Enjoying life in the fast lane

Inside the glamorous world of hip movers and shakers.

The rich 100: 2005 | 2004 | 2003 | 2002 | 2001

The rich list | Fortune & fame | Life in the fast lane | Arts patrons | Newcomers | Silver spoons | The invisibles

Canada's wealthy are, for the most part, a quiet bunch, discreetly enjoying their good fortune out of the spotlight. But for a small group of Rich 100 jet-setters, kicking it with stars or enjoying fast-paced hobbies are part of a life well lived. After all, what good is money if you don't whoop it up a little?

Fashion whiz Lawrence Stroll, for instance, lives life in the fast lane–literally. In May, he took his $633,000 Ferrari 360GT for a spin at the Six Hours of Mont-Tremblant car race, an annual contest that requires lightning-quick reflexes and superior stamina. During the event, teams of drivers tore around the track at speeds well over 140 kilometres per hour. Stroll's Falcon Racing team finished sixth in a field of 11–not exactly a stellar performance, but an improvement over 2003 when the team failed to finish.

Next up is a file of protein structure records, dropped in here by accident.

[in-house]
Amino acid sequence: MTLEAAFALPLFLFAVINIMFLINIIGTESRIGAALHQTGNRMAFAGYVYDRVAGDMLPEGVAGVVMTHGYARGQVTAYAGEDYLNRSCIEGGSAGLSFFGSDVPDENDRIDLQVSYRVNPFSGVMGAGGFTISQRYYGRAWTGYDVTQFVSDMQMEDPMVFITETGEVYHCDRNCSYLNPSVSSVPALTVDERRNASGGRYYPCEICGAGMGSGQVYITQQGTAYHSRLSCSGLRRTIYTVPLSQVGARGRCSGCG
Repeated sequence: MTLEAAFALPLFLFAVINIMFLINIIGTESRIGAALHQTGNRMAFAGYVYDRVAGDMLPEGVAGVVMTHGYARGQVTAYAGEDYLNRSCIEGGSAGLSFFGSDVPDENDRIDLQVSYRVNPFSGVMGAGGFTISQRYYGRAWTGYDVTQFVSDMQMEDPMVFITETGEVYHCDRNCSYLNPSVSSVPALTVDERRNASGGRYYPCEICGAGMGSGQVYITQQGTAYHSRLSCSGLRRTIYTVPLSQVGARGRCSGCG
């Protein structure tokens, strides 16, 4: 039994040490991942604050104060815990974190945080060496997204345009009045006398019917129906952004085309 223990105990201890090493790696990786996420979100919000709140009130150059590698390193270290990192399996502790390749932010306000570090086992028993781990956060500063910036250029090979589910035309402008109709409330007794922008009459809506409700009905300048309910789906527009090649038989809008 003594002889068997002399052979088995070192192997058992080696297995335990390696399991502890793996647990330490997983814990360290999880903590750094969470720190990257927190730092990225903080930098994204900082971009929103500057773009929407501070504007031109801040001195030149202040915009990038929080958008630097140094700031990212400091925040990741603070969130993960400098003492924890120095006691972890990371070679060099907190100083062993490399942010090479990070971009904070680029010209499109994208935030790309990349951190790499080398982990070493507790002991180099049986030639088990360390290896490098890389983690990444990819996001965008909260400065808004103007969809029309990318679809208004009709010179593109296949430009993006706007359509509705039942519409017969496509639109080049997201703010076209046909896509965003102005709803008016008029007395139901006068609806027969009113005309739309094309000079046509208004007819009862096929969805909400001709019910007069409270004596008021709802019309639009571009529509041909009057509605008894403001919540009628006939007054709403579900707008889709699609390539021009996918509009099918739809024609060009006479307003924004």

The Westons, perhaps Canada's closest thing to royalty, often get the chance to hobnob with the real thing. Earlier this year, Hilary Weston, former lieutenant-governor of Ontario, and the always-dapper Galen Weston, king of the Weston and Loblaw empires, played host to the Duke of Edinburgh at one of Toronto's classiest venues, the Carlu. The photogenic pair often party for a purpose, and this occasion was no different. The black-tie affair celebrated the 40th anniversary of the Duke of Edinburgh's Award, a distinction bestowed upon young Canadians who choose “exciting, constructive, challenging and enjoyable activities in their free time.”

As for Peter Nygård, the lion-maned clothing mogul put his larger-than-life personality and fashion sense into judging the 2004 Caribbean Flava Top Model Search, an event loosely based on America's Next Top Model. Nygård worked closely with other fellow judges, such as supermodel Beverly Peele, to narrow the group to 15. For the final stage of the competition, the fashion executive invited everyone to Nygård Cay, his legendary 150,000-square-foot Bahamian estate. At the end of the evening, Rukenya Demeritte, a five-foot, eleven-inch contestant from the PTG Modeling Agency, came out on top, gracefully walking away with the title of Bahamas' Top Model.

Money, of course, doesn't buy happiness. But it can buy possibilities. And these bon vivants show us how sweet life can be.